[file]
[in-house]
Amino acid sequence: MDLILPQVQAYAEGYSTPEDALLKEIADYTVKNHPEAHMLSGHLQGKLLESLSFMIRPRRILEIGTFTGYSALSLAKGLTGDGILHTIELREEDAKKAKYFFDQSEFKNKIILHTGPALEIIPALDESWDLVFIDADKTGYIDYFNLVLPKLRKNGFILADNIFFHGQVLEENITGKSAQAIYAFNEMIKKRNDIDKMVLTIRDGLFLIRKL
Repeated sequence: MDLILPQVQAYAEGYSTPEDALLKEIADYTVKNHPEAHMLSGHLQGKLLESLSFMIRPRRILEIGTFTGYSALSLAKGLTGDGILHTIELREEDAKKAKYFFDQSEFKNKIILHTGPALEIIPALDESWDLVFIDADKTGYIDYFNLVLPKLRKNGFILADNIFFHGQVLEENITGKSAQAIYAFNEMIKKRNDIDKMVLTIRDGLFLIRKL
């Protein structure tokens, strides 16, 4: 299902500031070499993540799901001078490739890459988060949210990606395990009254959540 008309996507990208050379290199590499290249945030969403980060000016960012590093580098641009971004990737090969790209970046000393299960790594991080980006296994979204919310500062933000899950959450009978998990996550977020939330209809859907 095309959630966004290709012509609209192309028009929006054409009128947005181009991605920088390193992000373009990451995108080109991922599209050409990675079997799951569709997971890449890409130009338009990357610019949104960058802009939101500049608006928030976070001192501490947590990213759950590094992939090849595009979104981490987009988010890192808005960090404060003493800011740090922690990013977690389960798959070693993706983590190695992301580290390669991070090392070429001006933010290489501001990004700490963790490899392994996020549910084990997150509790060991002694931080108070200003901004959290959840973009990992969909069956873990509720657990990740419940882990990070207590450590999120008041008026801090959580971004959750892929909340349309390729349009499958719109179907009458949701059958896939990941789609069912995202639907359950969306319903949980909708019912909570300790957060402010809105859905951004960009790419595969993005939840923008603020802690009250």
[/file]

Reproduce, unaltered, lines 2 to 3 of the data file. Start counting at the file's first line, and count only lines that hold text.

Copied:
Amino acid sequence: MDLILPQVQAYAEGYSTPEDALLKEIADYTVKNHPEAHMLSGHLQGKLLESLSFMIRPRRILEIGTFTGYSALSLAKGLTGDGILHTIELREEDAKKAKYFFDQSEFKNKIILHTGPALEIIPALDESWDLVFIDADKTGYIDYFNLVLPKLRKNGFILADNIFFHGQVLEENITGKSAQAIYAFNEMIKKRNDIDKMVLTIRDGLFLIRKL
Repeated sequence: MDLILPQVQAYAEGYSTPEDALLKEIADYTVKNHPEAHMLSGHLQGKLLESLSFMIRPRRILEIGTFTGYSALSLAKGLTGDGILHTIELREEDAKKAKYFFDQSEFKNKIILHTGPALEIIPALDESWDLVFIDADKTGYIDYFNLVLPKLRKNGFILADNIFFHGQVLEENITGKSAQAIYAFNEMIKKRNDIDKMVLTIRDGLFLIRKL